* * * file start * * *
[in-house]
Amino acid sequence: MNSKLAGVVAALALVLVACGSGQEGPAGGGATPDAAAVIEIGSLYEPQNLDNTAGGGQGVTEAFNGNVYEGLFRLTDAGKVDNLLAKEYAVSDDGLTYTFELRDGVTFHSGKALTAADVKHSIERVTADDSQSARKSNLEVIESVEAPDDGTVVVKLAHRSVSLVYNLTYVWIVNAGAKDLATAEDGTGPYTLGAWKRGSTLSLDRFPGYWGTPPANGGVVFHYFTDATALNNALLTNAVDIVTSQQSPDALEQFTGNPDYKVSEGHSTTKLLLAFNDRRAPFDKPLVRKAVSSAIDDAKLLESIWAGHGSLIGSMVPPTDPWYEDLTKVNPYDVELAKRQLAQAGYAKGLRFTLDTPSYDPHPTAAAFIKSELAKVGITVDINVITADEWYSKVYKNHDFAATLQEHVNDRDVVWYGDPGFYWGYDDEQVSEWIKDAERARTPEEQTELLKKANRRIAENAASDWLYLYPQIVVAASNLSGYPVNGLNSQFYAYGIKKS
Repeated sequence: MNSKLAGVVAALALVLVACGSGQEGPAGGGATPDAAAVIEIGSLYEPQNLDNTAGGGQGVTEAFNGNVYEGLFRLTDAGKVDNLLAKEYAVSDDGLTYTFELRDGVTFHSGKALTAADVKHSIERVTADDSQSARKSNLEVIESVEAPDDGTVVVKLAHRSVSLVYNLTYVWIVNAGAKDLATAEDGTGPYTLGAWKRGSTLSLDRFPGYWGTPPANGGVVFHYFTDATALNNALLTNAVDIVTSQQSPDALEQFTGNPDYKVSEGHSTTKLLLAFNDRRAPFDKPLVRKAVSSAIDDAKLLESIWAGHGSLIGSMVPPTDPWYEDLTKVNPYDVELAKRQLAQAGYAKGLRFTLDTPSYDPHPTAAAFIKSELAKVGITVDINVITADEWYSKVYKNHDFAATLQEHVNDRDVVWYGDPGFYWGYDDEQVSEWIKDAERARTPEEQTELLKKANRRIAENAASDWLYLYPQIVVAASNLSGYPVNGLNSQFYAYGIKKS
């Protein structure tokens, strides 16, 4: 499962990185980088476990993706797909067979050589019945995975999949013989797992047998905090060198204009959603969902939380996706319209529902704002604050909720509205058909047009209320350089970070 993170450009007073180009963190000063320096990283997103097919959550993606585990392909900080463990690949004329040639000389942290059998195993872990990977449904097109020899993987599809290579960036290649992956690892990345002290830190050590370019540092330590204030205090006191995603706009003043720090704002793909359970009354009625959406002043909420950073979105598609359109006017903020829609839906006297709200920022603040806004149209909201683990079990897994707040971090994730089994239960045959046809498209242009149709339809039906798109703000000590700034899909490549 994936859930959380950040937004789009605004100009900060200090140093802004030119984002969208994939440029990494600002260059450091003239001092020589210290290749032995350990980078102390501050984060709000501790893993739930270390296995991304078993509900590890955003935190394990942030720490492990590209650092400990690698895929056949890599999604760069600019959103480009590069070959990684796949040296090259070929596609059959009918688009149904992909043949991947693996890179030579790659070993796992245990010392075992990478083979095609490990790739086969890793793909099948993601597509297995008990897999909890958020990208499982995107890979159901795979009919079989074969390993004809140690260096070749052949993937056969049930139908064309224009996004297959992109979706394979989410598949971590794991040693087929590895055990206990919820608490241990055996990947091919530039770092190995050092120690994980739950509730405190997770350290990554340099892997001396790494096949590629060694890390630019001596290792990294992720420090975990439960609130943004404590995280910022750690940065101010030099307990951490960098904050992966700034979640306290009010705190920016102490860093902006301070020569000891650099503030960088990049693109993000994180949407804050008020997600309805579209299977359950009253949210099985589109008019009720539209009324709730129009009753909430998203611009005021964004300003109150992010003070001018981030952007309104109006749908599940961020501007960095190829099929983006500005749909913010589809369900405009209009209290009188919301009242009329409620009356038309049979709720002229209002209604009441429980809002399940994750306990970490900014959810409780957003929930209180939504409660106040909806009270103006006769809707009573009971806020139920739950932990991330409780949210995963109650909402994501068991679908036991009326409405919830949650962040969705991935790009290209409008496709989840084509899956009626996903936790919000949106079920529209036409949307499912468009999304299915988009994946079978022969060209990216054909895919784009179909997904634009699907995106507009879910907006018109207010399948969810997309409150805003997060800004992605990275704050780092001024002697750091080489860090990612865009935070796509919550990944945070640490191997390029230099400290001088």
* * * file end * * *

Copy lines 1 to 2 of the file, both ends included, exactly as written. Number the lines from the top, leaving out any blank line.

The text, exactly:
[in-house]
Amino acid sequence: MNSKLAGVVAALALVLVACGSGQEGPAGGGATPDAAAVIEIGSLYEPQNLDNTAGGGQGVTEAFNGNVYEGLFRLTDAGKVDNLLAKEYAVSDDGLTYTFELRDGVTFHSGKALTAADVKHSIERVTADDSQSARKSNLEVIESVEAPDDGTVVVKLAHRSVSLVYNLTYVWIVNAGAKDLATAEDGTGPYTLGAWKRGSTLSLDRFPGYWGTPPANGGVVFHYFTDATALNNALLTNAVDIVTSQQSPDALEQFTGNPDYKVSEGHSTTKLLLAFNDRRAPFDKPLVRKAVSSAIDDAKLLESIWAGHGSLIGSMVPPTDPWYEDLTKVNPYDVELAKRQLAQAGYAKGLRFTLDTPSYDPHPTAAAFIKSELAKVGITVDINVITADEWYSKVYKNHDFAATLQEHVNDRDVVWYGDPGFYWGYDDEQVSEWIKDAERARTPEEQTELLKKANRRIAENAASDWLYLYPQIVVAASNLSGYPVNGLNSQFYAYGIKKS